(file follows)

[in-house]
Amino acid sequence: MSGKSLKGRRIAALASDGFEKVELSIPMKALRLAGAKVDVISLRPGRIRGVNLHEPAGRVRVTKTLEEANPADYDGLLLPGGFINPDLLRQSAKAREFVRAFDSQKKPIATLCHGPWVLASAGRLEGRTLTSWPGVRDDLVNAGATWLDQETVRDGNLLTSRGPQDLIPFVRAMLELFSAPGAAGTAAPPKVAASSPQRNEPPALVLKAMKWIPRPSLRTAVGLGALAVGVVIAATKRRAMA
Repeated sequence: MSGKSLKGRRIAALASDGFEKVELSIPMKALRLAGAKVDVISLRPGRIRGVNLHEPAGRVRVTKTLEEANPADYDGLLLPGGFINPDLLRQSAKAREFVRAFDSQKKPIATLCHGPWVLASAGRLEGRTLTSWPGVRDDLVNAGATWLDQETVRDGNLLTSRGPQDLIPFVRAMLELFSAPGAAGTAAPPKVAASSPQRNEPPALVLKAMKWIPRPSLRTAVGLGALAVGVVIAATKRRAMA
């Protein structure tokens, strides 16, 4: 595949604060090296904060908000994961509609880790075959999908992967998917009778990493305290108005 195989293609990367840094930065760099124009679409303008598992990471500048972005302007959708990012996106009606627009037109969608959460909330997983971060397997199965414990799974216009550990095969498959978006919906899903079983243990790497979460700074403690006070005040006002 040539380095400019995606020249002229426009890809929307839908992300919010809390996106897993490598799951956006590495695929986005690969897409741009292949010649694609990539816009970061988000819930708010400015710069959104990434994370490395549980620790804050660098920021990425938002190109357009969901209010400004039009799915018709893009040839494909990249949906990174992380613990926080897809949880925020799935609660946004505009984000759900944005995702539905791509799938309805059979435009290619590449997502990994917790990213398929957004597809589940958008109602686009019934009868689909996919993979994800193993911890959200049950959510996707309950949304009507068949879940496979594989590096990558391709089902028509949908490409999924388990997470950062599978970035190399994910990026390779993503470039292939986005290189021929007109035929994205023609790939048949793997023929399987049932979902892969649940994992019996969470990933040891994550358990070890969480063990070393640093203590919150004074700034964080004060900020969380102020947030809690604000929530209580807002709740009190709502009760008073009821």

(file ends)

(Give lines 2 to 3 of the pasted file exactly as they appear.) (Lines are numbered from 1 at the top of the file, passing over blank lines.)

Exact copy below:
Amino acid sequence: MSGKSLKGRRIAALASDGFEKVELSIPMKALRLAGAKVDVISLRPGRIRGVNLHEPAGRVRVTKTLEEANPADYDGLLLPGGFINPDLLRQSAKAREFVRAFDSQKKPIATLCHGPWVLASAGRLEGRTLTSWPGVRDDLVNAGATWLDQETVRDGNLLTSRGPQDLIPFVRAMLELFSAPGAAGTAAPPKVAASSPQRNEPPALVLKAMKWIPRPSLRTAVGLGALAVGVVIAATKRRAMA
Repeated sequence: MSGKSLKGRRIAALASDGFEKVELSIPMKALRLAGAKVDVISLRPGRIRGVNLHEPAGRVRVTKTLEEANPADYDGLLLPGGFINPDLLRQSAKAREFVRAFDSQKKPIATLCHGPWVLASAGRLEGRTLTSWPGVRDDLVNAGATWLDQETVRDGNLLTSRGPQDLIPFVRAMLELFSAPGAAGTAAPPKVAASSPQRNEPPALVLKAMKWIPRPSLRTAVGLGALAVGVVIAATKRRAMA